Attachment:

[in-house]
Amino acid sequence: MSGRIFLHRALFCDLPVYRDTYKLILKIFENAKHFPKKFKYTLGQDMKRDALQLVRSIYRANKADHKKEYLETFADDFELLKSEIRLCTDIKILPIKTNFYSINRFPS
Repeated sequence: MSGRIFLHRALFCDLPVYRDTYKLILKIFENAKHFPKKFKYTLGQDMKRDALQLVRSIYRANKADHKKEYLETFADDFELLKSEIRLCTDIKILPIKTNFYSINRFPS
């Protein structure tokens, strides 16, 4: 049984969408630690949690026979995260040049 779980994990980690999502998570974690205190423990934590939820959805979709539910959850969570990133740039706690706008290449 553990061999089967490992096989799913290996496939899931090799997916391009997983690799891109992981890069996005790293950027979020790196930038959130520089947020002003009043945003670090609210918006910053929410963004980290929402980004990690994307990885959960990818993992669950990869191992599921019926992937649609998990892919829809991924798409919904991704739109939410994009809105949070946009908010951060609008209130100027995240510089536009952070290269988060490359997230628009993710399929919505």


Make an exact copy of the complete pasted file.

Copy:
[in-house]
Amino acid sequence: MSGRIFLHRALFCDLPVYRDTYKLILKIFENAKHFPKKFKYTLGQDMKRDALQLVRSIYRANKADHKKEYLETFADDFELLKSEIRLCTDIKILPIKTNFYSINRFPS
Repeated sequence: MSGRIFLHRALFCDLPVYRDTYKLILKIFENAKHFPKKFKYTLGQDMKRDALQLVRSIYRANKADHKKEYLETFADDFELLKSEIRLCTDIKILPIKTNFYSINRFPS
């Protein structure tokens, strides 16, 4: 049984969408630690949690026979995260040049 779980994990980690999502998570974690205190423990934590939820959805979709539910959850969570990133740039706690706008290449 553990061999089967490992096989799913290996496939899931090799997916391009997983690799891109992981890069996005790293950027979020790196930038959130520089947020002003009043945003670090609210918006910053929410963004980290929402980004990690994307990885959960990818993992669950990869191992599921019926992937649609998990892919829809991924798409919904991704739109939410994009809105949070946009908010951060609008209130100027995240510089536009952070290269988060490359997230628009993710399929919505």